Linking up nicely with Nate’s rituximab post from this Tuesday, I wanted to mention a patient with lupus nephritis whom I saw in clinic this week. She had had horrendous renal disease, as seen on the three kidney biopsies she needed over the course of her illness. She failed to achieve remission despite multiple courses of steroids, cytoxan etc, but had the most remarkable response rituximab: complete remission after 2 doses, with a completely bland urinary sediment and a serum creatinine of 0.6 mg/dL one year out. I should also mention that she is now on maintenance MMF. Her case raises a few important questions; I used this review to try and answer some of them.
What’s the evidence for using Rituximab in refractory Lupus Nephritis? To date, there is published data from over 20 studies, comprising 300 patients, of cases of refractory lupus or lupus nephritis treated with rituximab, with reported response rates of around 75%. However, positive reporting bias is a real concern, and no randomized trials in renal disease exist.
She continues to have very active serology; what does this mean? Autoantibody levels in lupus and vasculitis do not predict relapse very well in general. The published studies report that responders will typically demonstrate a fall in anti–double-stranded DNA antibodies, and a correction of complement depletion. So, they appear to have more of a role in predicting response to treatment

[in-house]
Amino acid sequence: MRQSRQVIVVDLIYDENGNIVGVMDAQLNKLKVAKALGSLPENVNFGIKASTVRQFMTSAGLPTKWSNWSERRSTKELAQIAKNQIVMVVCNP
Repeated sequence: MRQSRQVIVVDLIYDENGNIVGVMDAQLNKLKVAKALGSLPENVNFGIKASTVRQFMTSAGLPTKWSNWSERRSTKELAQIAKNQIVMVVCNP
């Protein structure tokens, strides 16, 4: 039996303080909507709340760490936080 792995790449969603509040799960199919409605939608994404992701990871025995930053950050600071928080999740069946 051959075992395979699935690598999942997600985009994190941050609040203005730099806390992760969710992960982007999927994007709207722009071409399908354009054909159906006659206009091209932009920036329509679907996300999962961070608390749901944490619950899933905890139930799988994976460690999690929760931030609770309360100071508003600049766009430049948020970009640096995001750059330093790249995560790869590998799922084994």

She has had 2 doses of rituximab so far, without complication. Should she receive a third? This patient has now been in remission for over 1 year. However, I’m concerned about the possibility of an impending relapse. Relapses are reported as occurring after an average of 10 to 13 months, although some patients maintain remission for several years. Also, her peripheral B cells (CD19+ or CD20+ lymphocytes) have recently recovered. Patients who fail to achieve depletion tend to have poor or no clinical response, whereas prolonged B cell depletion is associated with a prolonged clinical response. Protocol re-treatment at 4- or 6-mo intervals is under evaluation, so for now there is no good answer to this question.